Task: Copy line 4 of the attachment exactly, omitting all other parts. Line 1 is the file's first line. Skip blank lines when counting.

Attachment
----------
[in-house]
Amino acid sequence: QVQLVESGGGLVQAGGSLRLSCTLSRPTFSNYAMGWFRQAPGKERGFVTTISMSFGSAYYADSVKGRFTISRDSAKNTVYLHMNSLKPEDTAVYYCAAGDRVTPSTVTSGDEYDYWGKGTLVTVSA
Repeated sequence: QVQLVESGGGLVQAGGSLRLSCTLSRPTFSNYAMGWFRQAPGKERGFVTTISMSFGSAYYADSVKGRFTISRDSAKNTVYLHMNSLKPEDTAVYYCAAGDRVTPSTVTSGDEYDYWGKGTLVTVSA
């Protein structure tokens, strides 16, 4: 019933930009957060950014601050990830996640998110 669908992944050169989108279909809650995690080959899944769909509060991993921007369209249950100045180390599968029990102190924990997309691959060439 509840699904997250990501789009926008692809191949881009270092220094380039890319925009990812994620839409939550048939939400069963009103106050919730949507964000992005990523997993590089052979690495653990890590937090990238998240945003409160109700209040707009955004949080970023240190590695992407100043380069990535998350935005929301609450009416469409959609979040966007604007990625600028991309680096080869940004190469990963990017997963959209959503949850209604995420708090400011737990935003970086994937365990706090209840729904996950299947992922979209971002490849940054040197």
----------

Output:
């Protein structure tokens, strides 16, 4: 019933930009957060950014601050990830996640998110 669908992944050169989108279909809650995690080959899944769909509060991993921007369209249950100045180390599968029990102190924990997309691959060439 509840699904997250990501789009926008692809191949881009270092220094380039890319925009990812994620839409939550048939939400069963009103106050919730949507964000992005990523997993590089052979690495653990890590937090990238998240945003409160109700209040707009955004949080970023240190590695992407100043380069990535998350935005929301609450009416469409959609979040966007604007990625600028991309680096080869940004190469990963990017997963959209959503949850209604995420708090400011737990935003970086994937365990706090209840729904996950299947992922979209971002490849940054040197």